There are two powerful counter-arguments to this. One is common sense: that consumption and numbers matter and that if a consumer is absent – that is, unborn – then so is his or her consumption. The second is the weight of evidence. Sir David King, the government’s chief scientist, told a parliamentary inquiry last year: “It is self-evident that the massive growth in the human population through the 20th century has had more impact on biodiversity than any other single factor.”

The Friends of the Earth seem all for reducing Impact through lessening Affluence / consumption and Technology. However, as we have seen, this is fundamentally flawed. IAT can be reduced by 50%, but if we then let P grow by 50% we are back where we started. If P grows above 50%, our ecosystem services will be worse off than they are even now! We simply must remember IPAT.

6. So… how many people Dave?
The bottom line from many experts is that the world’s ecosystem services are in such a bad way, and the fuse on these potential time bombs are all so short, that we should be implementing worldwide population policies as a matter of national security. When a Pulitzer prize winner like Jared Diamond says we have 2 to 3 decades to resolve these issues one way or another, we know that it’s time to take the precautionary principle seriously and get cracking!

IPAT seems simple, but the variables are enormous. Respectable peak-oil authors such as Richard Heinberg have argued quite decisively for a post-oil world population of only about 2 billion, given that this was roughly the world population before industrialization and modern agriculture. Others like James Lovelock estimate the figure to be even lower, around only 500 million! However, while I hold these authors in high regard, I do wonder if anyone can have all the latest data on renewable energy improvements and agricultural reforms. If we can solve global warming through Agrichar, reduce city footprints through Ecocities, run our society on renewable energy, and generally heal local ecologies for local economic stability, I’m sure our overall footprint on the earth will be radically reduced. IPAT is still true, but the AT are radically reduced in my idealized picture of the world.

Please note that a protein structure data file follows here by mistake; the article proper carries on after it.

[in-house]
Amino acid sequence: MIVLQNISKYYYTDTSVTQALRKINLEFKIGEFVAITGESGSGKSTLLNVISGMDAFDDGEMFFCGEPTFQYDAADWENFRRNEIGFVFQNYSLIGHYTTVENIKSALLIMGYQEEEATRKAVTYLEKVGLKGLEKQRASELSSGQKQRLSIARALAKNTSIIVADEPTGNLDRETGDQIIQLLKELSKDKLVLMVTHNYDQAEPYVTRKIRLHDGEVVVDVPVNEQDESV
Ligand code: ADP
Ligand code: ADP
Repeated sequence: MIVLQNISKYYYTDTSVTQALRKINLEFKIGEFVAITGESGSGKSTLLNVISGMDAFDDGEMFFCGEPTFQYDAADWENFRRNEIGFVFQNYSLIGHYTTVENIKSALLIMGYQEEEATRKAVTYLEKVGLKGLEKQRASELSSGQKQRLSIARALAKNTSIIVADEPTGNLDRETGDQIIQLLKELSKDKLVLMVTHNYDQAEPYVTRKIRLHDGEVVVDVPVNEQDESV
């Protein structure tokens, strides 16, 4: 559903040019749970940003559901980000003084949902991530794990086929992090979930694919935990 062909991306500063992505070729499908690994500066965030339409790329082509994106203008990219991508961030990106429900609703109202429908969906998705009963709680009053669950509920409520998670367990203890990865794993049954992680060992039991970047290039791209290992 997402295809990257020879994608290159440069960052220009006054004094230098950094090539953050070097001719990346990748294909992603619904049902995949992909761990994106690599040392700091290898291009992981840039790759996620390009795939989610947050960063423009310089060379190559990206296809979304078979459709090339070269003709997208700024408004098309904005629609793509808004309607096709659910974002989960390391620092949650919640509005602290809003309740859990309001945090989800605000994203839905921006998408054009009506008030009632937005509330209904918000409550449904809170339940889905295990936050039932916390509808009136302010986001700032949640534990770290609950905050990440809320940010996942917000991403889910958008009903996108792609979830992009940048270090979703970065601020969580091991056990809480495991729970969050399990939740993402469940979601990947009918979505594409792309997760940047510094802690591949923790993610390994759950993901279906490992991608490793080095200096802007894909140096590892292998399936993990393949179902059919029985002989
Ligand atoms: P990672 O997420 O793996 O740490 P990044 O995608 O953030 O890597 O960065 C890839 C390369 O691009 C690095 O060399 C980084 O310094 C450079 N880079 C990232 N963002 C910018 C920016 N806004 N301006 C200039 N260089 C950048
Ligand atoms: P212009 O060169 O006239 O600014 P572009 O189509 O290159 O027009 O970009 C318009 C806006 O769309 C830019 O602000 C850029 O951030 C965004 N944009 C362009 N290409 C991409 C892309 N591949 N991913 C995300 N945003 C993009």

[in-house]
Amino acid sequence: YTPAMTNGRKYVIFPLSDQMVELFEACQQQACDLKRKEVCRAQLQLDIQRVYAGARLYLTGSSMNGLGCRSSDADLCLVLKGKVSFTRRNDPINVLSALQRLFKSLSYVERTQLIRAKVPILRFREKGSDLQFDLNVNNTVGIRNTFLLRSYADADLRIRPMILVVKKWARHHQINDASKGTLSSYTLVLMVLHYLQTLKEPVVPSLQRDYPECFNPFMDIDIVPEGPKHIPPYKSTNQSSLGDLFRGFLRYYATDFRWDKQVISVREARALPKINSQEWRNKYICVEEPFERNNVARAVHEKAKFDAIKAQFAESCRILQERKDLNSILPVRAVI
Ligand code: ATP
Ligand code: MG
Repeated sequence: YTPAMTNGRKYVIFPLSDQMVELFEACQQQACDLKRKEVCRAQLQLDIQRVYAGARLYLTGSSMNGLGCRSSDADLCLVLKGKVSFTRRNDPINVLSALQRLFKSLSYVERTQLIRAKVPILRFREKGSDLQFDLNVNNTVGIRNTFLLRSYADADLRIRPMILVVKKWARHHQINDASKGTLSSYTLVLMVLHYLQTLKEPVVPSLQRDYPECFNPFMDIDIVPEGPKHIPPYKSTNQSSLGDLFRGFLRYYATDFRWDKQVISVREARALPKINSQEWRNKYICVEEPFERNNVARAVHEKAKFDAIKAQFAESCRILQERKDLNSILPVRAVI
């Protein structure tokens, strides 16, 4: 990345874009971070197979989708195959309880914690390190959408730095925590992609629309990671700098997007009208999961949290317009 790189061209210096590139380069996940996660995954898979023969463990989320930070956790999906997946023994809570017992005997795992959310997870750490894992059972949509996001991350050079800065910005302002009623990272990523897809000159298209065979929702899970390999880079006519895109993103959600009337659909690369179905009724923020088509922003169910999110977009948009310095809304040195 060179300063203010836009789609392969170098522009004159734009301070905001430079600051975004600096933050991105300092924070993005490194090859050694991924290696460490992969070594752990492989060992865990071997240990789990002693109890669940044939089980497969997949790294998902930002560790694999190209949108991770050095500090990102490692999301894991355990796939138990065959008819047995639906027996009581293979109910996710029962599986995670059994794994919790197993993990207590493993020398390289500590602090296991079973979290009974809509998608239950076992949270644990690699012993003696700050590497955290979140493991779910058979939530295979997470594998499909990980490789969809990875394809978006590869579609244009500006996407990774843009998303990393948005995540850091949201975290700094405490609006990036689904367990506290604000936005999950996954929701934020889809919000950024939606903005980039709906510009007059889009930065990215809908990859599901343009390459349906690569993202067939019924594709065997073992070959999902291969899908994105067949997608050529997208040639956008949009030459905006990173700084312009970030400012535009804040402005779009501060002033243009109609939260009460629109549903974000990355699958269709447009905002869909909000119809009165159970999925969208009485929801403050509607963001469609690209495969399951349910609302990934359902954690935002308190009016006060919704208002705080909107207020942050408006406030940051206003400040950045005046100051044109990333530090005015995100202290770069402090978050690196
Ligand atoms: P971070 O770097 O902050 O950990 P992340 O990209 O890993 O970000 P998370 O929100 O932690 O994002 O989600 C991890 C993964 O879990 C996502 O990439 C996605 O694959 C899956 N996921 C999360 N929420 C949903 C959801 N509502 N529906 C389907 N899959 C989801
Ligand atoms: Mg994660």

However, this picture remains a pipe-dream until we actually build all of this infrastructure. And how are we going to afford this when the world’s marketplace is bankrupted by peak oil, and with what energy are we going to build all of this after peak oil and gas?

All of these innovations in city planning and renewable energy remain utopian fantasies until governments, laws, people, and cultures change to implement them. So ultimately population targets must employ the precautionary principle in setting the limit that as low as humanely possible.

We have an oil crisis now.
We have an ecological crisis now.
We have a global warming crisis now.

We also have exponential growth in human knowledge, and the ability to change cultures, energy systems, city plans and zoning, and enact emergency legislation for the new conditions we will face. We can and do adapt to new realities. Will we do so in time? Will people care enough? What will you do to help alleviate this situation by spreading awareness?

8. Conclusion
I’ll leave you with the Australian Broadcasting Corporation’s Science Department statement.

To sum up, the warning from The Club of Rome remains valid. The British science writer H.G. Wells once said that life was a race between education and disaster. The Club went to the effort of issuing the warning not out of a sense that we are all destined to be destroyed in an environmental catastrophe, but in the optimistic belief that it is possible to build a better world and that humankind can be mobilized for that task.

Campaigners and further reading
Sustainable Population Australia has a page of the challenges we face, the policy solutions, and what you can do.

Optimum Population Trust (in the UK) has some fantastic essays and campaign tools.

Bruce Sundquist has heaps of essays on Carrying Capacity

See another Albert Bartlett essay, Is there a population problem?